According to a recent article in The New York Times, more and more Americans are considering themselves "non-believers"-people who do not subscribe to a particular faith and/or belief in God. Akira Suemori writes, "The American Religious Identification Survey, a major study released in March 2009, found that those who claimed ‘no religion’ were the only demographic group that grew in all 50 states in the last 18 years. Nationally, the ‘nones‘ in the population nearly doubled, to 15 percent in 2008 from 8 percent in 1990. In South Carolina, they more than tripled, to 10 percent from 3 percent. (Not all the ‘nones’ are necessarily committed atheists or agnostics.)"
Historically, religious organizations have used special interest groups to promote their views on civic life. Everything from prayer in schools to abortion has been talked about, discussed, and protested. Due to the increasing numbers of "non-believers," several new groups are beginning to organize and form special interest groups of their own.
Laurie Goodstein of The New York Times writes, "Ten national organizations that variously identify themselves as atheists, humanists, freethinkers, and others who go without God have recently united to form the Secular Coalition for America. … These groups, once rivals, are now pooling resources to lobby in Washington for separation of church and state."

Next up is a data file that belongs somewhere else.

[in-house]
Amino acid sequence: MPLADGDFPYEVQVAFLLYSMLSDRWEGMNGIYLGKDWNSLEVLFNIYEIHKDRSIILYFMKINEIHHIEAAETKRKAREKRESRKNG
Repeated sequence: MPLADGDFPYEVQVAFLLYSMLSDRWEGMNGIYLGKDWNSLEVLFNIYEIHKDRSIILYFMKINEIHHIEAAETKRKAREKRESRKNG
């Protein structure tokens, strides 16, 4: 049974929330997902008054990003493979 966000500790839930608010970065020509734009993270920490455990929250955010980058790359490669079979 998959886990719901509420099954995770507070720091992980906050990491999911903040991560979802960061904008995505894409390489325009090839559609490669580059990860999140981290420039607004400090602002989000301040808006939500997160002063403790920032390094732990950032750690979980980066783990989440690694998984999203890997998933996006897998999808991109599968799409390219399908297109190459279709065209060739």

Although the individuals making up the Secular Coalition share stark differences in their understanding of what it means to be agnostic or atheist, they all seem to come together under the belief that church and state should remain separate. Fighting together against legislation seeking to eradicate this separation seems to be the key to their group doctrine, much as the fight against abortion has connected individual evangelicals of all backgrounds.
With religious and non-religious groups now forming political lobbies, it seems that religious and non-religious groups have more common ground. Michelle Goldberg, author of Kingdom Coming: The Rise of Christian Nationalism, writes for The Guardian: "Today’s newly organized atheists and agnostics were mobilized by the theocratic bombast of Bush-era Republicans. More than ever, one’s religion is tied up with one’s political choices rather than family history. That means faith won’t fade into the background. If European secularism is defined by disinterest in organized religion, American secularism is largely defined by opposition to it. Thus non-believers in the United States are increasingly becoming an organized interest group, demanding their share of civic respect. The more they want to escape organized religion, the less they can ignore it."
Why is there rising trend in people claiming "no religion," and does the essence of "non-belief" share a symbiotic relationship with the language of faith? Do you think these coalitions should be fighting for the continued separation of church and state, or do you think there are other causes they should be involved in? Do followers of religion and "non-believers" have more in common than they think? Do you think "non-believers" forming coalitions is demonstrative of democracy in action? Why or why not? Should both religious and non-religious groups get out of the business of politics?
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